Gas pressure buildup  happens between visits after the nerve has been removed from the tooth, but before the canals and chamber are filled with gutta percha.  The patient usually goes home after the first visit with an "empty" tooth.  The canals and chamber are filed with dead air, and the access hole is closed with a temporary filling. Since air can expand or contract in an enclosed space (like inside the tooth) depending on the barometric pressure, (or the temperature,) the change in volume of the air can place pressure on the live tissues beyond the apex (root tip) in the bone.  This is the reason that a tooth in this condition can cause pain when the patient flies in an airplane (low cabin pressure), or on a rainy day (low barometric pressure), or when he drinks hot or cold fluids (air expands and contracts depending on the temperature).  This type of pain is generally ignored, or treated with mild analgesics since the pressure generally subsides by itself in a day or so.  Upon occasion, the pain persists and the tooth becomes painful to touch for more than a day.  In this case, simply removing the temporary filling from the access hole in the top of the tooth will relieve the pain immediately.  NO Shot!  Just relief!.  If the tooth is dry inside, the filling can be replaced after the pressure is relieved.  

A Periapical abscess is an actual buildup of fluid in the bone at the tip of the root.  This fluid may be sterile (germ free) or it may be the result of an infection due to germs that were introduced beyond the tip of the root during the endodontic procedure.  This is a common problem during endodontic therapy.  Infection is generally due to the fact that the tooth was infected before the treatment was started.  Sometimes, a "sterile abscess" happens because a small amount of the irrigation fluid that is used to clean and sterilize the canals may be expressed beyond the tip of the root during the filing and irrigation procedure explained above.  Both types of abscesses manifest as pain to pressure on the tooth.  Sometimes painful swelling of the jaw around the tooth may also be present.  Generally, the pain is easily relieved by removing the temporary filling in the access hole at the top of the tooth to allow for the fluid to drain.  Some dentists may allow the hole to remain open for several days during which the patient is treated with penicillin or another antibiotic.   After the swelling and drainage are gone the canals and chamber are cleaned and disinfected and a new temporary filling is placed over the access.  Sometimes this procedure must be repeated several times before the root canal can be finished.  Other dentists will allow drainage for only 30 or 40 minutes before again drying and closing the tooth.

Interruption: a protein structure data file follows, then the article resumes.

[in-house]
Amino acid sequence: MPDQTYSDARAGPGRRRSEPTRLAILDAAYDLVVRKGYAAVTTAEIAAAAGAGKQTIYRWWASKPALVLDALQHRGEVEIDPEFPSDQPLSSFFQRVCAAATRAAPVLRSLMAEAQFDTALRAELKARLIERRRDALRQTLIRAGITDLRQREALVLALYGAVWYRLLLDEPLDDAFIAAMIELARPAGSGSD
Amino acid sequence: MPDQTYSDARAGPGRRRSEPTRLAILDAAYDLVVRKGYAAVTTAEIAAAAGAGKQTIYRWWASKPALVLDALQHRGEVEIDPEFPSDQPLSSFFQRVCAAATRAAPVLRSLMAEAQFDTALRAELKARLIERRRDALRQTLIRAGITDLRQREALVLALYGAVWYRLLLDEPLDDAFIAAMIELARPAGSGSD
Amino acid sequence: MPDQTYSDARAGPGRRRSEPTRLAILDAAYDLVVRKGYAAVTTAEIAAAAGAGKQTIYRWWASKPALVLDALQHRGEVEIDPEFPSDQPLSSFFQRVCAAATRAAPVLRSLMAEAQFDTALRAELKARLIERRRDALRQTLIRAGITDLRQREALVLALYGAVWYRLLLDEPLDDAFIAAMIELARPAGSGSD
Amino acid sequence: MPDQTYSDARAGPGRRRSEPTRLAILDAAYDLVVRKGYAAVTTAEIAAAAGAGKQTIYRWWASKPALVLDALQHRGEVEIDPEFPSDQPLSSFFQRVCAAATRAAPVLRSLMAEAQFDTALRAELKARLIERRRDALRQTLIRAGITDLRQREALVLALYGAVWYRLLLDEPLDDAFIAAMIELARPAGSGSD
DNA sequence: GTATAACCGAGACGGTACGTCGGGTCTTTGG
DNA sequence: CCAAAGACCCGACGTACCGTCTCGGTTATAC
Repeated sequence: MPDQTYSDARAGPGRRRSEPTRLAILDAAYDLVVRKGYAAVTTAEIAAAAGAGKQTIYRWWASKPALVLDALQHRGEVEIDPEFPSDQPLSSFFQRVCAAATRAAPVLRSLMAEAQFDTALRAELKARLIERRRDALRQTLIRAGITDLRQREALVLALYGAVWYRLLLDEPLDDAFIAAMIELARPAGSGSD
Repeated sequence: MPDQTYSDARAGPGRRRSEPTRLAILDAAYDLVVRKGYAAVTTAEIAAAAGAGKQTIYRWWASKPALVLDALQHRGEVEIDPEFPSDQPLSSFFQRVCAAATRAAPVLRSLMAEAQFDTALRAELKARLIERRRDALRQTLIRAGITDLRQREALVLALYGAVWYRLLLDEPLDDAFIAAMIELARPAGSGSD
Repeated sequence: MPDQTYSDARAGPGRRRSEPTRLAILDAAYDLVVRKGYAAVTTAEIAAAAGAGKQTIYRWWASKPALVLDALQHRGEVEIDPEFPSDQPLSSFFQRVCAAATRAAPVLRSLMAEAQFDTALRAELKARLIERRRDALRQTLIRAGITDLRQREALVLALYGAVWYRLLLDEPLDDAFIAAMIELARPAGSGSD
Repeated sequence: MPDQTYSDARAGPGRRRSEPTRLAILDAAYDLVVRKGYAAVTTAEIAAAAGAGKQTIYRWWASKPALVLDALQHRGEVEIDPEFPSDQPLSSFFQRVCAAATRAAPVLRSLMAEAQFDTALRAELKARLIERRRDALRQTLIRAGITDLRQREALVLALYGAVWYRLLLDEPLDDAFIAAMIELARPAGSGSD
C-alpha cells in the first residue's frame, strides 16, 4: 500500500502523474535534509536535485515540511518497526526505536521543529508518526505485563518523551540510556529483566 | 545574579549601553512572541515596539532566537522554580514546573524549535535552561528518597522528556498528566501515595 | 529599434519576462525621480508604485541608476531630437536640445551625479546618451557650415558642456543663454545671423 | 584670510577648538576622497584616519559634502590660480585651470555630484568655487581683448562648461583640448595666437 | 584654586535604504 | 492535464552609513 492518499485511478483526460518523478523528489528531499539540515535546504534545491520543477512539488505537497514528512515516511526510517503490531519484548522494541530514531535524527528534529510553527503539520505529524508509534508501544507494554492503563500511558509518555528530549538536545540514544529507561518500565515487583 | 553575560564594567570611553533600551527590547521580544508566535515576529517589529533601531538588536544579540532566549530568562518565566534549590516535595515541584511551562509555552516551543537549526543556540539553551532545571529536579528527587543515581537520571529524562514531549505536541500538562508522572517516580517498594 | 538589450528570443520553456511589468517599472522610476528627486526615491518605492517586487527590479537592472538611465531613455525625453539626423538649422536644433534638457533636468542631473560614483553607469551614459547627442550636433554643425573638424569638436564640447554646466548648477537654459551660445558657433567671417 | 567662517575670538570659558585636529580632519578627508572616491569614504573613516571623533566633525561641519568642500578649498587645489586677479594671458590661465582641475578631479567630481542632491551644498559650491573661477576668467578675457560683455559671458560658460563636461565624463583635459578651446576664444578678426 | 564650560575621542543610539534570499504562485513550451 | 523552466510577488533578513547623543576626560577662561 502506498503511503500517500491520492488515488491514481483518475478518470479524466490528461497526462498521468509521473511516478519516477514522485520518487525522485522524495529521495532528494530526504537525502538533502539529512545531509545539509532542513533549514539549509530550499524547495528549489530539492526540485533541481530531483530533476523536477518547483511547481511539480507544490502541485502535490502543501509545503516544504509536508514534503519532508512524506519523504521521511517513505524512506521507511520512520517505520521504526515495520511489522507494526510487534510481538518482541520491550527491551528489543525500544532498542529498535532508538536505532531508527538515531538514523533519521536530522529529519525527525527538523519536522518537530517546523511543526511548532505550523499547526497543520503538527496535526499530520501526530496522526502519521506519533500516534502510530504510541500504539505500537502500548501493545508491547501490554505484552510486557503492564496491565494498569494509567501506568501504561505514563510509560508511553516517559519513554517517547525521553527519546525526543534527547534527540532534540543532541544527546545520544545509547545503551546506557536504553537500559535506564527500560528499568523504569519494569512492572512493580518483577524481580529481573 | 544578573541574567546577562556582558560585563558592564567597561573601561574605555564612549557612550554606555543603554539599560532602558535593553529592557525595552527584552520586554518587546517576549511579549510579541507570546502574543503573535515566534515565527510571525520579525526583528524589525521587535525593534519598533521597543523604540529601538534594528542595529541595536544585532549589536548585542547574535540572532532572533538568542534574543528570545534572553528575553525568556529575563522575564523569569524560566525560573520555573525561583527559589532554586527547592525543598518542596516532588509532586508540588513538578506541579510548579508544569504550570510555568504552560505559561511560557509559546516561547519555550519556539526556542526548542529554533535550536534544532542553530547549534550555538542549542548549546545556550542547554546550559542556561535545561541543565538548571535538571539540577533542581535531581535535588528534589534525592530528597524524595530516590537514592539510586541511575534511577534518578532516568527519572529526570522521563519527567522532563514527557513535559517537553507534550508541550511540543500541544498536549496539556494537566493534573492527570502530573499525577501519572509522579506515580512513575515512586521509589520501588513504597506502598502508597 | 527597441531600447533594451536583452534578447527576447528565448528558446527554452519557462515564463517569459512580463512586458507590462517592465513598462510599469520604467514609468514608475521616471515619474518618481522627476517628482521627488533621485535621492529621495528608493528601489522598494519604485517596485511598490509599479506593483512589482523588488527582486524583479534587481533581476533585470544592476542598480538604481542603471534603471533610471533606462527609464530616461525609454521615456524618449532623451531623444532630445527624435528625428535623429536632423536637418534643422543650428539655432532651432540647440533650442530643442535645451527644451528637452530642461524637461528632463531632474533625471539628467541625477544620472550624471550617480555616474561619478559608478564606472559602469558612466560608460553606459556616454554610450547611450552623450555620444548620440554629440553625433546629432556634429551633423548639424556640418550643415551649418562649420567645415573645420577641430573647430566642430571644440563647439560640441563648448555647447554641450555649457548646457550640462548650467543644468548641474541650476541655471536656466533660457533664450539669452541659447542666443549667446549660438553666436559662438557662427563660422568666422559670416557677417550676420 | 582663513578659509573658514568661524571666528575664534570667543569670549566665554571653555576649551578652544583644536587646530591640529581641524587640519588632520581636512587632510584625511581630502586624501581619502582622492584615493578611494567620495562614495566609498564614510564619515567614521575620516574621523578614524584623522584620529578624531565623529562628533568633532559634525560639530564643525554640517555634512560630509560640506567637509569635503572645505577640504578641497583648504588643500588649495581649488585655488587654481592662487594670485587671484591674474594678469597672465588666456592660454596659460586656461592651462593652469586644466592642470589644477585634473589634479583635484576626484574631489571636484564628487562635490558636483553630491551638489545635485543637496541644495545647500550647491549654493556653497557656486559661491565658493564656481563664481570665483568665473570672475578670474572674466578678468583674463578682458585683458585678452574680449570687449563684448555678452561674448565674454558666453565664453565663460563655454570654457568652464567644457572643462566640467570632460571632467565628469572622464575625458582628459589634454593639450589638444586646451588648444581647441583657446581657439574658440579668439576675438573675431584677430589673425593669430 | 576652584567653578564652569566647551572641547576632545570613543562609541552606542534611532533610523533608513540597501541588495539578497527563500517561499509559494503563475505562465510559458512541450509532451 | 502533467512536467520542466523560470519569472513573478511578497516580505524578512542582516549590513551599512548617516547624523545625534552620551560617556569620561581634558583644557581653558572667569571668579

Hyperocclusion is another term for grinding and clenching your teeth.  It is the prime cause of TMJ disorders and is responsible for a great deal of dental misery including generalized hypersensitivity of the teeth to cold.  One of the first things a dentist does when performing endodontic treatment on any tooth is to "reduce the occlusion" on the tooth, which means to grind the tooth down so that it does not make contact with the opposing teeth.  If he fails to do this, the prognosis for the root canal is very poor indeed.  

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198154_tn?1337790865
I would consult a maxillofacial surgeon.

Good Luck!
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1187071_tn?1279373298
I have been dealing with face pain for over a year now due to a bad root canal that the dentist messed up. Long story short I had the tooth taking out and have had nothing but problems since so I feel you pain. I am not sure what to tell you but I hope you can find a dr that can see why you are having so many problems. I know when my husband had a root canal he had a xray a few years later and the new denist asked him why the old one did only have a root canal. So things can happen and it really ***** that we have to deal with the pain because of it. I hope you find your answers soon.
Jamie